Take one-tenth of what you bring in and save it for the future. The book uses a coin analogy: for every nine coins you spend, take one and put it away for yourself. This is very sensible; a goal all of us should have.
Don’t buy frivolous things even if you have enough money to pay for them. Instead, make sure that you can continue to save one-tenth of what you bring in. For this reason, I write about frugality on The Simple Dollar.
Once you start to build up some savings, invest that money so that it will make more money for you. Another pretty clear point; if you start saving money, it shouldn't just sit in a mattress. Even a high-yield savings account is much better than that, and it can double your principal in about fifteen years.
This one is interesting: you should only invest in things where the principal is safe. In other words, the book seems to discourage stock investing. I found this to be particularly interesting given that it was written in 1927, right in the midst of the first big American stock market boom. Of course, 1929 proved the author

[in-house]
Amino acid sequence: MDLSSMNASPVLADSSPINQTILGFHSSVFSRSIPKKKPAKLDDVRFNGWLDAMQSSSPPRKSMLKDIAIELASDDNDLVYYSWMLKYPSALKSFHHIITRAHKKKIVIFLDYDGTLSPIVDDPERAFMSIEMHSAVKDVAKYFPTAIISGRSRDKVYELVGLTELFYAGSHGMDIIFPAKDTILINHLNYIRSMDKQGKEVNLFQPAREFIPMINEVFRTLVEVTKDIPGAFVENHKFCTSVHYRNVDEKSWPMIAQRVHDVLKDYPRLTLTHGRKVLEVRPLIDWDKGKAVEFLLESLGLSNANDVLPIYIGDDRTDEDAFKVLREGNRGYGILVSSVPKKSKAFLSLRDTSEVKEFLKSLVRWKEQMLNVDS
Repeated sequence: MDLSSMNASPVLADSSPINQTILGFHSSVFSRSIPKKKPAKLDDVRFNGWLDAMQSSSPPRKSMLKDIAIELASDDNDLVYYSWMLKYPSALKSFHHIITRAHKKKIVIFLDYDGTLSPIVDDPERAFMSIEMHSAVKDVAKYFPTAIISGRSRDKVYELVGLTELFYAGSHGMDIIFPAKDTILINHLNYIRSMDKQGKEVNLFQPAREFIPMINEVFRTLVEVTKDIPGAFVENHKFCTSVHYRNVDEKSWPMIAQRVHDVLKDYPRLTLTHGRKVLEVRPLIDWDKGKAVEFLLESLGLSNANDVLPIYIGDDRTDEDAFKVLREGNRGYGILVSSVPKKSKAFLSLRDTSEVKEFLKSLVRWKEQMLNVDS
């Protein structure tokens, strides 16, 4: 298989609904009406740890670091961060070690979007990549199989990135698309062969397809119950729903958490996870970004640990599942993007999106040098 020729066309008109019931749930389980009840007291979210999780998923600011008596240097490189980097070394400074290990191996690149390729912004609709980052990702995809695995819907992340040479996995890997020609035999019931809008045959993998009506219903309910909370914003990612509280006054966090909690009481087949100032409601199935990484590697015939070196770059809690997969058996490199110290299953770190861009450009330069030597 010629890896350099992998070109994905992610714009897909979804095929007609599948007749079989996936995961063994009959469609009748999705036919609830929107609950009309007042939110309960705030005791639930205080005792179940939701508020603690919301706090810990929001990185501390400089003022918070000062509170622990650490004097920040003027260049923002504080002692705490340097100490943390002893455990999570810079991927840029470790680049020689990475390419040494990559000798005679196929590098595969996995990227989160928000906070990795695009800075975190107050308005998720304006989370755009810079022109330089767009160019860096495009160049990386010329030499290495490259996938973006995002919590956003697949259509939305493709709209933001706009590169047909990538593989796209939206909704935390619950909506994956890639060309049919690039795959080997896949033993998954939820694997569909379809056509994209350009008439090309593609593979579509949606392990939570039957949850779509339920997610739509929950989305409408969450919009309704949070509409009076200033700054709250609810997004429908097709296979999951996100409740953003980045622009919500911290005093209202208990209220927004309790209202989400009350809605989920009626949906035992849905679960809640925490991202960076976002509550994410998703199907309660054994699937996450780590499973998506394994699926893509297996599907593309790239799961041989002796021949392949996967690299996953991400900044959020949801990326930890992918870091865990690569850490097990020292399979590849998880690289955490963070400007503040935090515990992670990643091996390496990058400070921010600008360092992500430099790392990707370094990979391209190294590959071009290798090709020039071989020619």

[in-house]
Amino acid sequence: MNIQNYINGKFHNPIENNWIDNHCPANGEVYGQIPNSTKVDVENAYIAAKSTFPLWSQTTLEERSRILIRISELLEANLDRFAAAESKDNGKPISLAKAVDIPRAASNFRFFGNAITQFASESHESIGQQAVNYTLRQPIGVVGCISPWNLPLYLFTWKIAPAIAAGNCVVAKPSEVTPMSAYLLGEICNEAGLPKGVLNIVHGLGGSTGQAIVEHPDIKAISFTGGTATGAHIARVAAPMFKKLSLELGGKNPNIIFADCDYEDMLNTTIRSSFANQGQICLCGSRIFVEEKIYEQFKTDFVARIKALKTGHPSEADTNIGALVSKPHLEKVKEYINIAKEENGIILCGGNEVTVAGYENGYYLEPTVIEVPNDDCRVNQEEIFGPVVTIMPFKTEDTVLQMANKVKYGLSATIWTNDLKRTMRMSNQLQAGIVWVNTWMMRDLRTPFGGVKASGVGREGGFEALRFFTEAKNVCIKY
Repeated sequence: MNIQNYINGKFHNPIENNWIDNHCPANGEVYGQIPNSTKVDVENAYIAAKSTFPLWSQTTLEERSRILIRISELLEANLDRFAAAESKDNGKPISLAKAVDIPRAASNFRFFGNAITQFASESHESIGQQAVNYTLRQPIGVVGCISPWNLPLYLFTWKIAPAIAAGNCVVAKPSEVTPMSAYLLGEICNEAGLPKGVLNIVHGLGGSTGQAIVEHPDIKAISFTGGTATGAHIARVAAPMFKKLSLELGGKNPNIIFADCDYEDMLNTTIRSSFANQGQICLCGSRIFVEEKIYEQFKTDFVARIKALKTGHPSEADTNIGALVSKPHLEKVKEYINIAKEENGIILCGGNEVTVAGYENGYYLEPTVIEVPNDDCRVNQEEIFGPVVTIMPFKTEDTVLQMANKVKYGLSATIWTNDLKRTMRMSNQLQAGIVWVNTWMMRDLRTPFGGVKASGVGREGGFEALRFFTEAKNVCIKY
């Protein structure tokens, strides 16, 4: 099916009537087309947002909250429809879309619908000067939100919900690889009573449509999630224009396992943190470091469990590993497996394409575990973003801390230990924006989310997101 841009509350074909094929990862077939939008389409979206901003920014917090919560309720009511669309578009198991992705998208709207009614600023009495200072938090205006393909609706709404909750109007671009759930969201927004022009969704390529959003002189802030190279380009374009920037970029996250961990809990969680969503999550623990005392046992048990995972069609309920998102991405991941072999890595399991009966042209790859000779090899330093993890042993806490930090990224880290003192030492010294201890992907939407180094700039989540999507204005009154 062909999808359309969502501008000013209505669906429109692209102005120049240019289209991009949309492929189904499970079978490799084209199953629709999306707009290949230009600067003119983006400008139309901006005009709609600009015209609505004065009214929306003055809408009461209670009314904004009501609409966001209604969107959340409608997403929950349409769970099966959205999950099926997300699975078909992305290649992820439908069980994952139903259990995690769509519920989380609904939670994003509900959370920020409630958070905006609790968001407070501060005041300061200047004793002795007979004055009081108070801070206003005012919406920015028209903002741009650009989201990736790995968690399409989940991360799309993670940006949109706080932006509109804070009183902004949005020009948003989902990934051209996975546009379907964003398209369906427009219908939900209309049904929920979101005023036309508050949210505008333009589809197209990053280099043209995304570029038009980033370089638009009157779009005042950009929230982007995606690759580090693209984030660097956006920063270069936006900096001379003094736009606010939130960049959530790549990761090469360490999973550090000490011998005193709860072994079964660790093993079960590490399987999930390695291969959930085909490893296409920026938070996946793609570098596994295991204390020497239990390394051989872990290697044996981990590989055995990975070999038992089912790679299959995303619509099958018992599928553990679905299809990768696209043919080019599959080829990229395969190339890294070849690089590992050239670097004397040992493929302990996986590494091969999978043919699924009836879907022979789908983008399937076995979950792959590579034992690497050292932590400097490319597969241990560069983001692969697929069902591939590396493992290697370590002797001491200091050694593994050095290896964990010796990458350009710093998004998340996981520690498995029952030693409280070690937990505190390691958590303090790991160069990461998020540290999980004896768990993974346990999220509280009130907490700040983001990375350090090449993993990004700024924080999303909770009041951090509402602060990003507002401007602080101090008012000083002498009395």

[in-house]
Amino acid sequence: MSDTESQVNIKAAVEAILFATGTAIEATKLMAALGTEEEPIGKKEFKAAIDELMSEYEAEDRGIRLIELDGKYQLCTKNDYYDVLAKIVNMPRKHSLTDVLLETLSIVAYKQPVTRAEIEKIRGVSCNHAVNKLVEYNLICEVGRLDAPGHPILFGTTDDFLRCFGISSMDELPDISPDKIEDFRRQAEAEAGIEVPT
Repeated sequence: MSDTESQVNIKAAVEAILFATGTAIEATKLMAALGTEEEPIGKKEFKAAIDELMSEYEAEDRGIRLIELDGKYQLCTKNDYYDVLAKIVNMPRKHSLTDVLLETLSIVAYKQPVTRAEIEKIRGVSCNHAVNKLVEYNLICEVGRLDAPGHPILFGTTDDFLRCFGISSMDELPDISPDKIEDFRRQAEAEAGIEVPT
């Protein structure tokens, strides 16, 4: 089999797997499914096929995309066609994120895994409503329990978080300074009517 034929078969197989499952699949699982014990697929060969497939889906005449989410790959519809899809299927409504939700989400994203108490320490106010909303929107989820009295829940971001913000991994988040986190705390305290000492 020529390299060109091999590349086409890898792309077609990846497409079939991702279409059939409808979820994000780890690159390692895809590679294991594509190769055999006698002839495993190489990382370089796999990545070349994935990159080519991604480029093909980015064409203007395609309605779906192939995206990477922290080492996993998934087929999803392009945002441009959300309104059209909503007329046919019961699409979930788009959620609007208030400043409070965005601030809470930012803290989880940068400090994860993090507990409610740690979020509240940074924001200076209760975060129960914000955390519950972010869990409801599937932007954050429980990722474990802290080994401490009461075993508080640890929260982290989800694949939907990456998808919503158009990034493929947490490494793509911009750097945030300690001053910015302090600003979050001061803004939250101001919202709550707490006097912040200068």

One should own their own home rather than renting because then money can be invested in the home or invested in other things rather than handed over to the landlord. Something tells me that this lesson applied better before people were looking at homes that were three or four times their annual income.
In other words, invest for retirement and your family’s well being after your passing. You should be dropping some Hamiltons right into your retirement account if you can possibly afford it.
Work hard, look for opportunities, and educate yourself. Today, a college education is one of the best investments you can make; I'm not saying that it’s a requirement to be successful, but it opens the door to greater possibilities.
Those who wants to download the whole book please find from the following link.